Financial institutions reported 23,422 suspicious financial transactions to the Revenue and gardaí in 2018, Finance Minister Paschal Donohoe has confirmed.
He said the most recent figures by value for 2018 will be published in May, but in a written Dáil reply to Independent TD Clare Daly, Mr Donohoe said the 2017 yield to Revenue from audit cases involving so-called suspicious transaction reports (STRs) came to €5.5m.
Mr Donohoe said that designated bodies are required to submit STRs to Revenue and the gardaí where they suspect a money-laundering offence may have been committed.
“Tax evasion is a predicate offence for money laundering. In cases where the STR relates to other criminal activity, it becomes a matter for An Garda Síochána,” he said.
Mr Donohoe said that although there was an annual fall of 5%, 2018 was the second highest for STRs since 2009.
STRs involving firms are designated under the Criminal Justice Money Laundering and Terrorist Funding Act.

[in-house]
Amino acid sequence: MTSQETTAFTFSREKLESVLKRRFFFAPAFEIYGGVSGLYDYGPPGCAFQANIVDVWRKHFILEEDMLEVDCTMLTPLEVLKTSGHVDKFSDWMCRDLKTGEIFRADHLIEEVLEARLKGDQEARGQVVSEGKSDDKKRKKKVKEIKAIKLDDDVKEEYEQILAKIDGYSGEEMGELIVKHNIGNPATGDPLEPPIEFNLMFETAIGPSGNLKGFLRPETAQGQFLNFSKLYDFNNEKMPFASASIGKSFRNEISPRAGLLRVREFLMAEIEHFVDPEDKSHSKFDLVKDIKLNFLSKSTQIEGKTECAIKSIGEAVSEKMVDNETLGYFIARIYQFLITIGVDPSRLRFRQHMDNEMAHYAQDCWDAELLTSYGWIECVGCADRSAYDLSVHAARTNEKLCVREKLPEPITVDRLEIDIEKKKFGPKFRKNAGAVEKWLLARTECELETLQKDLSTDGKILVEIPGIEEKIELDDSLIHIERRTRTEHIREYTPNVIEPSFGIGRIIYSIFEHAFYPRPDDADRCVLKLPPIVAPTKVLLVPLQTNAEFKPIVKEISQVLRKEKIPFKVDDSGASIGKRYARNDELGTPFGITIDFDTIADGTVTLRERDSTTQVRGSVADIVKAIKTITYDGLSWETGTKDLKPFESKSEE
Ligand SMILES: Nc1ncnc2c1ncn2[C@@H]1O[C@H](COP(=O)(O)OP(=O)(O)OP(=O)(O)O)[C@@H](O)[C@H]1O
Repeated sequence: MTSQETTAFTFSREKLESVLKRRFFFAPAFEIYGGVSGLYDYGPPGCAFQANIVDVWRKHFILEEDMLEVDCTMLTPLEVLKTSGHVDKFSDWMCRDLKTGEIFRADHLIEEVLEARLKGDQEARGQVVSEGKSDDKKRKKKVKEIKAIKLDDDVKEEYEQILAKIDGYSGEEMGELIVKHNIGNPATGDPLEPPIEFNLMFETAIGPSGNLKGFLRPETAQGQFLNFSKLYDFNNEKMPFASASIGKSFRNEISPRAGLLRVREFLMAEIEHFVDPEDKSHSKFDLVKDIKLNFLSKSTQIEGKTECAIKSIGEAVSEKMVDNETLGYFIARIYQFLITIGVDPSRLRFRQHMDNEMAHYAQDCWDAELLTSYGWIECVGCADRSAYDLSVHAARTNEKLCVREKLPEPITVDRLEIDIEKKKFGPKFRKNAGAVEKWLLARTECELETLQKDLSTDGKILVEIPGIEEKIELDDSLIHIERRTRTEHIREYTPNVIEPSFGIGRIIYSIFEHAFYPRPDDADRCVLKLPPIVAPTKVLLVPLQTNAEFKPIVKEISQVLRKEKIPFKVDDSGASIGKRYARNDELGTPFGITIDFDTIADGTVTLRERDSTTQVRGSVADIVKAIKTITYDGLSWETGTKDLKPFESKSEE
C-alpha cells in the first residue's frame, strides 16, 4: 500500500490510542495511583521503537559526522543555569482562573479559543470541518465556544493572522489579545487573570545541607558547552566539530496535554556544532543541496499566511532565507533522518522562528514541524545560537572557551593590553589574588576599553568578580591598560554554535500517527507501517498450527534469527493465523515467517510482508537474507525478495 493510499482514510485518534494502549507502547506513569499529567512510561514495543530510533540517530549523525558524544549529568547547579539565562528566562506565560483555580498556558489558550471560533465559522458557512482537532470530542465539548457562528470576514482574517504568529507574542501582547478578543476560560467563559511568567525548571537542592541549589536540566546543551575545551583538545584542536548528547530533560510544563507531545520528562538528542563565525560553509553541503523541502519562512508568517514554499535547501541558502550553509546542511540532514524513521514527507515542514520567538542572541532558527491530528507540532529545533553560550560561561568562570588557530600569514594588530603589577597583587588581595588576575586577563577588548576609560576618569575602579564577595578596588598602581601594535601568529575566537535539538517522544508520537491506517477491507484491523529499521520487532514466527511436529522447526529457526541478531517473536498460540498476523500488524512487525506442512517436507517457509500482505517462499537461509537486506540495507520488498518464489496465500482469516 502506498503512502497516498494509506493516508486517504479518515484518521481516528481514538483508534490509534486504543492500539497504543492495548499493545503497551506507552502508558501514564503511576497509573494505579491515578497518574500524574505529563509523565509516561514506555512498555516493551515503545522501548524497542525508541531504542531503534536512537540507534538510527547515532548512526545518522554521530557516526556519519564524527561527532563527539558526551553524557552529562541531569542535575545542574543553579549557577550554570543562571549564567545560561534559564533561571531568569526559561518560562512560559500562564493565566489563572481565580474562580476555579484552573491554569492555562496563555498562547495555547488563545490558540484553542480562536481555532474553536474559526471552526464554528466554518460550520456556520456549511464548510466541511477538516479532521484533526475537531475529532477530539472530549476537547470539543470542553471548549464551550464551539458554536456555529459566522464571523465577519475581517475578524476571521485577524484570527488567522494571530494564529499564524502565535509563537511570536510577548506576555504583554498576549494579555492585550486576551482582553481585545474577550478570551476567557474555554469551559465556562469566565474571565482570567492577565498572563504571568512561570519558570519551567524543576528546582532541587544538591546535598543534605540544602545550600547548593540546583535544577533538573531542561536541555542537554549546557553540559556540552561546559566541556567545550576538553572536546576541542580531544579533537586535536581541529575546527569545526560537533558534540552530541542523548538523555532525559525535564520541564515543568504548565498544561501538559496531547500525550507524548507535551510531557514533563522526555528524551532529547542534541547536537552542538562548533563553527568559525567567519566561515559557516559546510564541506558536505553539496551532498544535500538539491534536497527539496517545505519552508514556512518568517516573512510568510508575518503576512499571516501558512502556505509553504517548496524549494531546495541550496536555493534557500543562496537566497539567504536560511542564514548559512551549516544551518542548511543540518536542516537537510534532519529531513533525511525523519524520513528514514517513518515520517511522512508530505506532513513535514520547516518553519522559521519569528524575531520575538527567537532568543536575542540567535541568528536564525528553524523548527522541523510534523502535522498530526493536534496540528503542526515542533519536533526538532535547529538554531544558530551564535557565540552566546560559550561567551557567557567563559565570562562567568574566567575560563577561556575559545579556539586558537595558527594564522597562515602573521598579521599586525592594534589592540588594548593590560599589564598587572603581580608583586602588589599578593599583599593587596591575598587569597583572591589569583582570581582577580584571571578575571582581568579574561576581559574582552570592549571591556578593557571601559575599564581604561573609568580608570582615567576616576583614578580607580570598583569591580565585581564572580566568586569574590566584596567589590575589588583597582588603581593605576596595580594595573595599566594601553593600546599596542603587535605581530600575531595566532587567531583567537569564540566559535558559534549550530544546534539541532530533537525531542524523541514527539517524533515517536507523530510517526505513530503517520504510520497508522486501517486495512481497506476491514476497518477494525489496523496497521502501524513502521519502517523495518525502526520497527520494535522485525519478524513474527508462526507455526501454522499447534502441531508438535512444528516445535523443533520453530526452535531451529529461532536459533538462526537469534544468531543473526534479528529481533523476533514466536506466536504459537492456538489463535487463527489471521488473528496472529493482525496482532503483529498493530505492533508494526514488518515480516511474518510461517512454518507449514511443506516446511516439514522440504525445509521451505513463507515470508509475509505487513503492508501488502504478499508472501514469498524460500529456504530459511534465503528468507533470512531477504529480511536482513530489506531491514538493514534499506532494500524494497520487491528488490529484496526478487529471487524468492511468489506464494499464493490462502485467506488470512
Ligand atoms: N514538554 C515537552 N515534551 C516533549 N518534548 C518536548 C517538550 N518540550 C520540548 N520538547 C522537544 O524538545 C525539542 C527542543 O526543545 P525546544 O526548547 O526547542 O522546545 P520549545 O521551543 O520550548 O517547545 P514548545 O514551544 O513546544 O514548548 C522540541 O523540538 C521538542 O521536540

“On receipt by Revenue, all STRs are linked to the relevant taxpayer’s record, assigned a risk rating, and the data is incorporated into each taxpayer’s risk profile, informing Revenue’s decision as to the nature of any compliance intervention that may be appropriate having regards to the overall risk,” said Mr Donohoe.
He warned members of the public to protect themselves against the effort of fraudsters to get access to their money.
Mr Donohoe said the Revenue regularly highlights the importance of taxpayers taking appropriate steps to safeguard their personal financial and banking details